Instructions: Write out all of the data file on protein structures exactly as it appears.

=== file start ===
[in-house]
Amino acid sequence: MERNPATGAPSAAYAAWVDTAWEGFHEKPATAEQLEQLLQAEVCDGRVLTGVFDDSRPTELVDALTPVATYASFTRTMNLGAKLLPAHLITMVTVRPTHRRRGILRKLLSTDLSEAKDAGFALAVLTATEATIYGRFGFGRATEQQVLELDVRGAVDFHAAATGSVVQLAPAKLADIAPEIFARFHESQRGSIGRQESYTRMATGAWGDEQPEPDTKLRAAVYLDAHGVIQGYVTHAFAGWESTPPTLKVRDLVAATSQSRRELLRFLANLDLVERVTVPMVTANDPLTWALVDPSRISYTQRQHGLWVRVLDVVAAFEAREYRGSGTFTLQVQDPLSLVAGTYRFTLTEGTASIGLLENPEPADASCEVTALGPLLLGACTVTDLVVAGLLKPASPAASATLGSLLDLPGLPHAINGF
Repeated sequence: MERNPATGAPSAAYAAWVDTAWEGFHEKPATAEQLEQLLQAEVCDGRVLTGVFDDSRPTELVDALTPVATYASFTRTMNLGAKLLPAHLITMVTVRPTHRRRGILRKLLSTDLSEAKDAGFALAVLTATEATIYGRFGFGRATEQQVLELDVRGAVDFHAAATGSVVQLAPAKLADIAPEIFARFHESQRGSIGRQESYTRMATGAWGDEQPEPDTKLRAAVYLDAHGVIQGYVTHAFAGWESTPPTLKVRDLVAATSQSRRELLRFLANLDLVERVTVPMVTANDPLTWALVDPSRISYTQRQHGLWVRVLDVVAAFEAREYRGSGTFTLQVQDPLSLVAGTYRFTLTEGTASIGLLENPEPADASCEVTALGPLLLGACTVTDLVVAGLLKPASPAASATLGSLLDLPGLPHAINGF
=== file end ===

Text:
[in-house]
Amino acid sequence: MERNPATGAPSAAYAAWVDTAWEGFHEKPATAEQLEQLLQAEVCDGRVLTGVFDDSRPTELVDALTPVATYASFTRTMNLGAKLLPAHLITMVTVRPTHRRRGILRKLLSTDLSEAKDAGFALAVLTATEATIYGRFGFGRATEQQVLELDVRGAVDFHAAATGSVVQLAPAKLADIAPEIFARFHESQRGSIGRQESYTRMATGAWGDEQPEPDTKLRAAVYLDAHGVIQGYVTHAFAGWESTPPTLKVRDLVAATSQSRRELLRFLANLDLVERVTVPMVTANDPLTWALVDPSRISYTQRQHGLWVRVLDVVAAFEAREYRGSGTFTLQVQDPLSLVAGTYRFTLTEGTASIGLLENPEPADASCEVTALGPLLLGACTVTDLVVAGLLKPASPAASATLGSLLDLPGLPHAINGF
Repeated sequence: MERNPATGAPSAAYAAWVDTAWEGFHEKPATAEQLEQLLQAEVCDGRVLTGVFDDSRPTELVDALTPVATYASFTRTMNLGAKLLPAHLITMVTVRPTHRRRGILRKLLSTDLSEAKDAGFALAVLTATEATIYGRFGFGRATEQQVLELDVRGAVDFHAAATGSVVQLAPAKLADIAPEIFARFHESQRGSIGRQESYTRMATGAWGDEQPEPDTKLRAAVYLDAHGVIQGYVTHAFAGWESTPPTLKVRDLVAATSQSRRELLRFLANLDLVERVTVPMVTANDPLTWALVDPSRISYTQRQHGLWVRVLDVVAAFEAREYRGSGTFTLQVQDPLSLVAGTYRFTLTEGTASIGLLENPEPADASCEVTALGPLLLGACTVTDLVVAGLLKPASPAASATLGSLLDLPGLPHAINGF